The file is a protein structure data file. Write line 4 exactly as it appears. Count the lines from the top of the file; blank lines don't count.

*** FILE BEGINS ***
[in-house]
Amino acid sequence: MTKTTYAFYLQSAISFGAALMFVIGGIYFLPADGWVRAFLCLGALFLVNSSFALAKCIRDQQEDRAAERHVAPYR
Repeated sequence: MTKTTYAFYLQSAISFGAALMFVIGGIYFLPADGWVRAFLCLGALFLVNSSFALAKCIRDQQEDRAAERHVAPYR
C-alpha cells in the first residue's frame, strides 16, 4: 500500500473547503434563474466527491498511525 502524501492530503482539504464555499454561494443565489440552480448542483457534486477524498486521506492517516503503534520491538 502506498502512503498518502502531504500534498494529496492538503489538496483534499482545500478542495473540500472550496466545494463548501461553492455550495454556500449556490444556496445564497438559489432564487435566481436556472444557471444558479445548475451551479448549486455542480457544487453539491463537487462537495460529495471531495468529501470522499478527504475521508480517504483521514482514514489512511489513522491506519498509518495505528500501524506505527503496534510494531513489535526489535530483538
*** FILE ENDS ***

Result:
C-alpha cells in the first residue's frame, strides 16, 4: 500500500473547503434563474466527491498511525 502524501492530503482539504464555499454561494443565489440552480448542483457534486477524498486521506492517516503503534520491538 502506498502512503498518502502531504500534498494529496492538503489538496483534499482545500478542495473540500472550496466545494463548501461553492455550495454556500449556490444556496445564497438559489432564487435566481436556472444557471444558479445548475451551479448549486455542480457544487453539491463537487462537495460529495471531495468529501470522499478527504475521508480517504483521514482514514489512511489513522491506519498509518495505528500501524506505527503496534510494531513489535526489535530483538